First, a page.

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Prehistoric field system on Gweal Hill, Bryher

A Scheduled Monument in Bryher, Isles of Scilly

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Latitude: 49.9514 / 49°57'4"N

Longitude: -6.3628 / 6°21'46"W

OS Eastings: 87153.6025

OS Northings: 14815.7214

OS Grid: SV871148

Mapcode National: GBR BXPT.6B1

Mapcode Global: VGYBX.NHL3

Entry Name: Prehistoric field system on Gweal Hill, Bryher

Scheduled Date: 4 October 1996

Source: Historic England

Source ID: 1015004

English Heritage Legacy ID: 15458

County: Isles of Scilly

Civil Parish: Bryher

Traditional County: Cornwall

Lieutenancy Area (Ceremonial County): Cornwall

Church of England Parish: Isles of Scilly

Church of England Diocese: Truro


The monument includes a prehistoric field system extending around the western
and southern flanks of Gweal Hill on the west coast of Bryher, in the north
west of the Isles of Scilly.
The field system is defined by turf-covered rubble banks, up to 2m wide and
0.25m high, with a single row of closely spaced slabs, mostly edge-set,
projecting along the midline of the banks. The slabs are generally 0.5m-1m
apart and 0.4m-0.5m high, but rising to 0.7m high in some examples. Where the
banks run along the slope they appear as marked steps, called lynchets, in the
slope profile, caused by soil movement on the gradient against the banks'
uphill sides and away from their downhill sides, a process accelerated by
early cultivation. In the south and south east of the monument, the walls of
two relatively recent but abandoned field plots overlie the prehistoric field
walling, whose distinctively spaced large slabs remain visible along the base
of the later walls which otherwise employ mostly smaller slabs.
The field system's boundaries create a single line of plots along the west and
south flanks of the hill; the sides of the plots are defined by at least six
banks, 20m-75m apart, which run directly downslope to be truncated by the
present coastline at their lower ends. The plot sides tend to be almost
parallel, orientated WSW-ENE on the west flank and SSE-NNW on the south flank;
the north west - south east alignment of the monument's easternmost boundary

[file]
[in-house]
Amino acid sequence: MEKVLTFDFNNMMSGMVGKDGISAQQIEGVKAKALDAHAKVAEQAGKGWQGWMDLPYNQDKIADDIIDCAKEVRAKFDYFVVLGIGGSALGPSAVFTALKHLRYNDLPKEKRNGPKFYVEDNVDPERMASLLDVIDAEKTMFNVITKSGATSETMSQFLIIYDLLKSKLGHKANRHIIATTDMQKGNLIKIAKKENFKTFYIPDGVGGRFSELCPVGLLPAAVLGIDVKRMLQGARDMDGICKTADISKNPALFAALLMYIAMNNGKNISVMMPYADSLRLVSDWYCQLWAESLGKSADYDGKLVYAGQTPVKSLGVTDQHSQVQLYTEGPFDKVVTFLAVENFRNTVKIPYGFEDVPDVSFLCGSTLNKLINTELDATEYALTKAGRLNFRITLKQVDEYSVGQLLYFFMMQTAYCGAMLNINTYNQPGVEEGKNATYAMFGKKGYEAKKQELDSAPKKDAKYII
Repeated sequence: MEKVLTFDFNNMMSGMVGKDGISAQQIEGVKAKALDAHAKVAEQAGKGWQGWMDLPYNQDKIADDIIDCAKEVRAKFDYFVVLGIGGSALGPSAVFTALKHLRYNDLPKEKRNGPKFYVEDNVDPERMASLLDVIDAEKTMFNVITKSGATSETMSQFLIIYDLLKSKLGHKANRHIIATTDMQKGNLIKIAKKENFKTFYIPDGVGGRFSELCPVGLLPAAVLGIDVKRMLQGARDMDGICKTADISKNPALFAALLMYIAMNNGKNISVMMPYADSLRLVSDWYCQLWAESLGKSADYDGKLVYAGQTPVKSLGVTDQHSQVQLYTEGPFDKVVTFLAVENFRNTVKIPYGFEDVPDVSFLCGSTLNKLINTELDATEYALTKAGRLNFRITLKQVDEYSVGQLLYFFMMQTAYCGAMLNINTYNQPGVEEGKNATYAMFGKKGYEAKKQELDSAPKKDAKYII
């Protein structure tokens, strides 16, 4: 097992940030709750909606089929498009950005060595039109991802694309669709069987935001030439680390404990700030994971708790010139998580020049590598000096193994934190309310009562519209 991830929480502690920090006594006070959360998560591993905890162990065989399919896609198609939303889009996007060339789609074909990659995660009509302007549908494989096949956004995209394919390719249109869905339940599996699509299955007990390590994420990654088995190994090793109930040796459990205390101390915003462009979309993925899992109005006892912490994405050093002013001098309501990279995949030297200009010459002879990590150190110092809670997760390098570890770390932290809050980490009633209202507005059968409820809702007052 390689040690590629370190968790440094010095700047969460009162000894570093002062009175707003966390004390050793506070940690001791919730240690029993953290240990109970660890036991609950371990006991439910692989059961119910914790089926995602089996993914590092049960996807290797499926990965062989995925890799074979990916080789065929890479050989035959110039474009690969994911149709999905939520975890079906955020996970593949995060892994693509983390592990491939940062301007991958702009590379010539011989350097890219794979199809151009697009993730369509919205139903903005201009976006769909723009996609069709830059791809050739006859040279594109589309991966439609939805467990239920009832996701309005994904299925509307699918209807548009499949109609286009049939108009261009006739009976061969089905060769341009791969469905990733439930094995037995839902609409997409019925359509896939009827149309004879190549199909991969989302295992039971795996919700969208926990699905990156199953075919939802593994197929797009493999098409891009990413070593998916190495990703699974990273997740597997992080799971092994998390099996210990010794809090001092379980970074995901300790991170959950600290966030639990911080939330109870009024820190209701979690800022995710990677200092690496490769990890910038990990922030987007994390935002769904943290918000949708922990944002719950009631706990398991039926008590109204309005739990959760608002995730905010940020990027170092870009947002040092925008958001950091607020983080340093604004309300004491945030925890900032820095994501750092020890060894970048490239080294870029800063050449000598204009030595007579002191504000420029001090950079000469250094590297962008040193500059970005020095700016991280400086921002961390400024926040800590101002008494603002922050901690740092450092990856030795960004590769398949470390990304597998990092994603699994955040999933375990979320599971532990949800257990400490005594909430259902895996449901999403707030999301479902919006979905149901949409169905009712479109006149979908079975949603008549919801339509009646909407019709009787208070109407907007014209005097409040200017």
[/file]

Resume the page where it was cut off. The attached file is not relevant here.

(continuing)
reflects the change in underlying slope as the field system reaches the east
flank of the hill.
The upper ends of the plots are defined by a lynchetted bank running along the
midslope crossing the upper ends of the side walls generally 35m-50m behind
the present coastline. On the western flank, where its form is least affected
by dense scrub and by later walling built onto it, the lynchetting of this
upper bank includes a particularly marked drop, 0.6m high, on its downslope
side; this is called a negative lynchet and emphasises the considerable soil
movement arising from the prehistoric cultivation in the plot below,
contrasting with the far slighter natural soil creep against the uphill side
from the unenclosed, uncultivated, summit area of the hill. The course of the
lynchetted upper bank is strongly influenced by the location of natural
bedrock outcrops along the midslope, the bank running in almost straight
lengths directly linking one outcrop with the next and producing an overall
zig-zagging course rather than an even line along the contour. This influence
of outcrops on the layout of the upper bank is such that at its northern end,
the bank extends for c.15m beyond its junction with the side wall of the
northernmost plot to terminate on a large outcrop.
Beyond this monument, the summit of Gweal Hill contains a group of three
broadly contemporary funerary cairns from 30m east of the upper field bank on
the western flank. Another smaller cairn is located at the foot of the
northern slope of Gweal Hill, 110m north east of the field system's northern
end. These four cairns are the subjects of separate schedulings.

The site of the monument is shown on the attached map extract.
It includes a 2 metre boundary around the archaeological features,
considered to be essential for the monument's support and preservation.

Source: Historic England

Reasons for Scheduling

The Isles of Scilly, the westernmost of the granite masses of south west